- Setting clear expectations: TPR aims to clarify expectations in terms of schemes’ assessment, management, and reporting of climate change risks. It also commits to publishing guidance as regulations under the PSA 2021 are implemented. The guidance will specifically cover how to take account of climate change in integrated risk management as TPR recognises that the impact of climate change on some employers could be significant. Best practice TCFD reports will also be shared so that other schemes can benefit from the experience of such schemes. To further communicate its expectations, TPR will also:
- Include modules on climate change and stewardship in its new modular code of practice; and
- Update the climate change content in the Trustee Toolkit.
- Identifying risk early: TPR points out that DC savings will be directly affected by exposure to firms who are unprepared for the low carbon transition; as a result, TPR sees particular urgency for DC schemes where trustee decisions have a direct impact. TPR will help evaluate the extent of the financial risk that climate change presents for scheme investment strategies and sponsoring employers. It will examine scheme resilience to climate-related scenarios by reviewing the reports on scenario analysis. TPR will also review reports on stewardship and engagement activities in implementation statements and it will publish its findings.
- Driving compliance through supervision and enforcement: TPR will continue to foster strong relationships with trustees through relationship supervision; it is training its staff on climate change. TPR expects all schemes to achieve compliance with the new requirements and observes that inadequate reporting may indicate to TPR that scheme governance is also inadequate. New questions will be added to the scheme return requesting the web address where the climate change-related documents can be found and TPR will publish an index of the web addresses of scheme SIPs.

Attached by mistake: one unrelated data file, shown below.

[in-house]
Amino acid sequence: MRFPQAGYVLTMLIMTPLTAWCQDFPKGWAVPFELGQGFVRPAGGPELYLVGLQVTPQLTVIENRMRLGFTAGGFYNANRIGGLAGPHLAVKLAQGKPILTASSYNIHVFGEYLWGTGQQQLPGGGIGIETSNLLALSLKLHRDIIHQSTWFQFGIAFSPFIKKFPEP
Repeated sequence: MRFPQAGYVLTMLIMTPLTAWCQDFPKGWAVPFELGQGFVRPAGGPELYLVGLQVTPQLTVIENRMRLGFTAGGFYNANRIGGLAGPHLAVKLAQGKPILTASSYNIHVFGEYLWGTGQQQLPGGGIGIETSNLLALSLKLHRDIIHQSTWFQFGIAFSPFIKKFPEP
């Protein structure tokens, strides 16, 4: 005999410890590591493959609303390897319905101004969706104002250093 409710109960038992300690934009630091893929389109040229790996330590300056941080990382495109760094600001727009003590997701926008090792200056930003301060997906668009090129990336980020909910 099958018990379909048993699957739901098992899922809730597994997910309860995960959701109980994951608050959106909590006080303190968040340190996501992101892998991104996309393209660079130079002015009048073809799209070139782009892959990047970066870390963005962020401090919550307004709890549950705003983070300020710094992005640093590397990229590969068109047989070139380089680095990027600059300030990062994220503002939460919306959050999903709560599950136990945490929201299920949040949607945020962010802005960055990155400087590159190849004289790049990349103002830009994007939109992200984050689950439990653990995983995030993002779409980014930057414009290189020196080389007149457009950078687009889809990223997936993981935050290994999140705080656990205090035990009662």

- Working with others: TPR recognises the strength in collaboration with other regulators to achieve an effective and consistent approach to climate change risk. It builds upon its previous collaborations with Government and other financial regulators to share insights, encourage consistent behaviours and ensure high-quality information for trustees to develop and assess performance against metrics and targets.
What does this mean for trustees?
TPR sees trustee action at the heart of its climate approach. Whilst highlighting the importance of its supervisory and enforcement powers, TPR is focussed on supporting trustees, particularly by improving its guidance to ensure it is up-to-date and informed by trustee practice. It also hopes to work with its regulatory partners to improve support across the board. This guidance will be crucial in helping trustees navigate their way through the new reporting regime, particularly where a lot of schemes are already feeling the pressure of the ever-growing regulatory requirements. TPR aims to improve trustee understanding of its expectations and avoid non-compliance. Trustees would be wise to take advantage of such support as non-compliance with climate duties could be costly reputation-wise as ESG issues continue to loom large for investors and stakeholders.